What Does the P0421 Code Mean?
Code P0421 indicates a problem with the warm-up catalytic converter (also known as the “Light Off Cat”). That’s the catalyst nearest the engine. There is another catalyst behind this catalyst – that’s not the one this code refers to. That rear catalyst isn’t monitored. This one is.
Note that a P0421 code is not listed on most vehicles. The most common vehicle that will store this code are Mazdas and some Mitsubishi vehicles.
For example, this is how a Mazda decides whether or not to store a P0421:
- The PCM monitors the catalytic converter’s oxygen storage capacity.
- The PCM temporarily changes the target air/fuel ratio to rich at “fuel cut” recovery, and detects the response time until the HO2S output signal outputs the voltage on the rich side.
- If the catalytic converter purification characteristic deteriorates, the amount of the time until the HO2S detects the voltage on the rich side is shorter compared to the normal purification characteristic.
- The PCM detects a catalytic converter malfunction using this performance characteristic.
Although the trouble code P0421 is related to your vehicle’s catalytic converter, it does not always mean that the converter is faulty. It could also indicate other issues, such as a circuit problem or a bad oxygen sensor.
The main function of the oxygen sensor is to monitor your vehicle’s exhaust output and send the data to your vehicle’s powertrain control module (PCM). The PCM then compares the data from the upstream and downstream oxygen sensors to determine catalyst efficiency.
If you want to learn more about catalysts, the role they perform in a vehicle’s emission control system, and how OBD2 codes can be triggered by this system, read our technical explanation here.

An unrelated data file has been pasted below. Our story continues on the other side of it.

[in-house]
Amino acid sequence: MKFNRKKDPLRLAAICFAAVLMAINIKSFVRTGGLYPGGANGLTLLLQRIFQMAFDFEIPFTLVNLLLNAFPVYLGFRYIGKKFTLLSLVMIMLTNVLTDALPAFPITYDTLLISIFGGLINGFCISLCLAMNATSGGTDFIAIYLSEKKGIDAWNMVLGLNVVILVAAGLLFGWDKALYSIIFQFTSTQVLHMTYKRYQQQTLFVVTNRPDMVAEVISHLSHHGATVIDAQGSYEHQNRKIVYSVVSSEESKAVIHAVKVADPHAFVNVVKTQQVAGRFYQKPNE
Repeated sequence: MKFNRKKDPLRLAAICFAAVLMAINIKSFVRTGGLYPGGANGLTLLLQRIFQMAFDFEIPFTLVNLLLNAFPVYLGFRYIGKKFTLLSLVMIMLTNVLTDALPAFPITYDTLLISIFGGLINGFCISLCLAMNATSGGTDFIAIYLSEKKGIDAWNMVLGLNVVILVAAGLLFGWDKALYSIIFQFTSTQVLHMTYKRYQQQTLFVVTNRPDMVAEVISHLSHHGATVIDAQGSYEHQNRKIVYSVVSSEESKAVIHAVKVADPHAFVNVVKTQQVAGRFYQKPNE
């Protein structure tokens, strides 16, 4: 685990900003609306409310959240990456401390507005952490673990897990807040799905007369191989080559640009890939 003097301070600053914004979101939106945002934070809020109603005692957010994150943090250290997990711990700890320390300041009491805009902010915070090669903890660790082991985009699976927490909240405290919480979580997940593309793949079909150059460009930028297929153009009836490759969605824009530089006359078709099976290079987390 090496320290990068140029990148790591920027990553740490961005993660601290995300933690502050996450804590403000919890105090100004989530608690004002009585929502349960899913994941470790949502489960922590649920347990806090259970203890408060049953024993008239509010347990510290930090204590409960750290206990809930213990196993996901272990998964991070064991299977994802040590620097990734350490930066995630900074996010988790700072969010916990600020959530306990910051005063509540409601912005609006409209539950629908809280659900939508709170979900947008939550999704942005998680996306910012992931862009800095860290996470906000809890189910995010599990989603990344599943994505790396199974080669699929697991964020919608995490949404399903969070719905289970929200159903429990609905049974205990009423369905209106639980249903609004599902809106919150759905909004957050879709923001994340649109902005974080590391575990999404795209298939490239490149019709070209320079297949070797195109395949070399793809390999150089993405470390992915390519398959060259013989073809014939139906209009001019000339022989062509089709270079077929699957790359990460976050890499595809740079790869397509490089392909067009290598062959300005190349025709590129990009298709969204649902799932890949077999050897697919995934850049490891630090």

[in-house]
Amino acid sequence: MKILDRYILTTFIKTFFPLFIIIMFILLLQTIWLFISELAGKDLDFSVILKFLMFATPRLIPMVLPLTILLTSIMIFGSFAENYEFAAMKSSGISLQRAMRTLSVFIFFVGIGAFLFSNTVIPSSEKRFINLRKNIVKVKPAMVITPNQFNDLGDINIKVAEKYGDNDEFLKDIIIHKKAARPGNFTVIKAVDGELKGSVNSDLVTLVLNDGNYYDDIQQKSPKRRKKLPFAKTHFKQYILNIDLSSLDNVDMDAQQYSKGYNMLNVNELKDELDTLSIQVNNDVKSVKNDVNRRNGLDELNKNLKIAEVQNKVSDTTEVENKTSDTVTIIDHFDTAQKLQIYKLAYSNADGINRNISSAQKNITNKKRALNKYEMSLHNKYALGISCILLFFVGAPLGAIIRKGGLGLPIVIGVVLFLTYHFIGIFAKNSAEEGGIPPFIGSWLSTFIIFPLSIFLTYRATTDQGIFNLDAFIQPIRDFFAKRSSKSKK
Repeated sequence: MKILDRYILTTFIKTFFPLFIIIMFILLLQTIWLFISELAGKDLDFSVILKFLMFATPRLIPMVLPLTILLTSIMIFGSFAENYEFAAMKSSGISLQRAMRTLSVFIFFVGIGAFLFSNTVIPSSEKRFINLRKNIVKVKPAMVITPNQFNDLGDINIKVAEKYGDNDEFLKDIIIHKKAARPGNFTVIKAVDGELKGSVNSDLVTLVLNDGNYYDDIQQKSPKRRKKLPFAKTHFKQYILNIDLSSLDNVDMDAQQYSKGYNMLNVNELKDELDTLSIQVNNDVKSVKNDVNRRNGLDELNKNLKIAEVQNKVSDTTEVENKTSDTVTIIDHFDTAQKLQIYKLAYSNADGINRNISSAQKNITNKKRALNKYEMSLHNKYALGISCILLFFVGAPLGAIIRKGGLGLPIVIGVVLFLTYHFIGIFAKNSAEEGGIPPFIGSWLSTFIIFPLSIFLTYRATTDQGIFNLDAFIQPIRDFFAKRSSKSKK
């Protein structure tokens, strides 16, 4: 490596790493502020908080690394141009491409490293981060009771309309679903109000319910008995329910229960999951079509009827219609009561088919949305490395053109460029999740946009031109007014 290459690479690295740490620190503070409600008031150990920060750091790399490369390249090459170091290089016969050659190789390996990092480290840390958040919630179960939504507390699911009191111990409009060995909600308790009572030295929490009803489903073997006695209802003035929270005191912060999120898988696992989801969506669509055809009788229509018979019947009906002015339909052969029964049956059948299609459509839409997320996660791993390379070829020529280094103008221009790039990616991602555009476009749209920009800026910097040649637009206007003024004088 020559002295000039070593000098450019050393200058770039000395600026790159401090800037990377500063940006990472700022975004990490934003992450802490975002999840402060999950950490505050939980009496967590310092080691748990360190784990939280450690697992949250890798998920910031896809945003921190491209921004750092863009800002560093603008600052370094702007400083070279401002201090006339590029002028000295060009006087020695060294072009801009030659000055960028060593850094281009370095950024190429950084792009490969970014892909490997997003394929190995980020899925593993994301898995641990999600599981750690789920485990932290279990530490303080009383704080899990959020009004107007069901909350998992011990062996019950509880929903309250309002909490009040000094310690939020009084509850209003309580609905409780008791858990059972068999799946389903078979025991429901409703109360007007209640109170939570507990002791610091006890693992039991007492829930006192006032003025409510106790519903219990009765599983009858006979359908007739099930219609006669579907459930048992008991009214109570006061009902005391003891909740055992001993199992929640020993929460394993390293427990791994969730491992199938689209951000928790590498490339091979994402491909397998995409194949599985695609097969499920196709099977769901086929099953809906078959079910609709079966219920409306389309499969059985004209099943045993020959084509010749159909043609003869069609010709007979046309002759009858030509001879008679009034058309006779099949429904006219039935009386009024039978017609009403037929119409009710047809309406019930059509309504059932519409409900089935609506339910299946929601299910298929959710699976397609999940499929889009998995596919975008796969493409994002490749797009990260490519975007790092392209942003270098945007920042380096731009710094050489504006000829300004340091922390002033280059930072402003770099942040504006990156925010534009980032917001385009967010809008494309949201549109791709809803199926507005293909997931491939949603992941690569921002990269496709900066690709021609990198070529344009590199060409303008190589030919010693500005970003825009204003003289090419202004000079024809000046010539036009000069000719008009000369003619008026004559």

To learn the possible causes of P0421, read the next section.
What are the Possible Causes of the P0421 Code?
Here are some of the common triggers of the error code P0421:
- Faulty Bank 1 catalytic converter
- Faulty oxygen sensor
- Issues with the oxygen sensor circuit, such as damaged wires or poor connections
- Exhaust leak
- An issue with the PCM, such as software in need of an update
What are the Common Symptoms of the P0421 Code?
Although P0421 is a generic code, its symptoms may vary depending on your car’s year, make, and model. For example, the symptoms of the code P0421 for Mitsubishi vehicles may differ from error code P0421 for Mazda cars. Here are some of the most common symptoms related to the P0421 code:
- Illuminated Check Engine Light
This is the most common warning sign of the P0421 code. As a general rule, it is recommended to have your vehicle checked by a mechanic once the check engine light illuminates, regardless of the trigger.
- Lack of engine power
In some cases, the catalytic converter may become clogged, creating excessive exhaust back pressure. This can result in a lack of engine power.
How to Diagnose the P0421 Code
Since P0421 is a generic code, it can be seen in various makes and models. However, keep in mind that the diagnostic and repair steps may vary depending on your vehicle’s make and model. Here is a video to help you understand what the troubleshooting process might involve:
How to Fix the P0421 Code
Although the P0421 code shares many causes, symptoms, and areas with numerous engine codes, this does not mean that it can be fixed with a generic solution. Hence, it is usually an issue that’s best left to the experts if you are not confident with your automotive repair skills.
The first step to resolving the P0421 code is diagnosis. Once you’ve determined what triggered the code, determine the appropriate fix with the help of online auto repair resources and guides.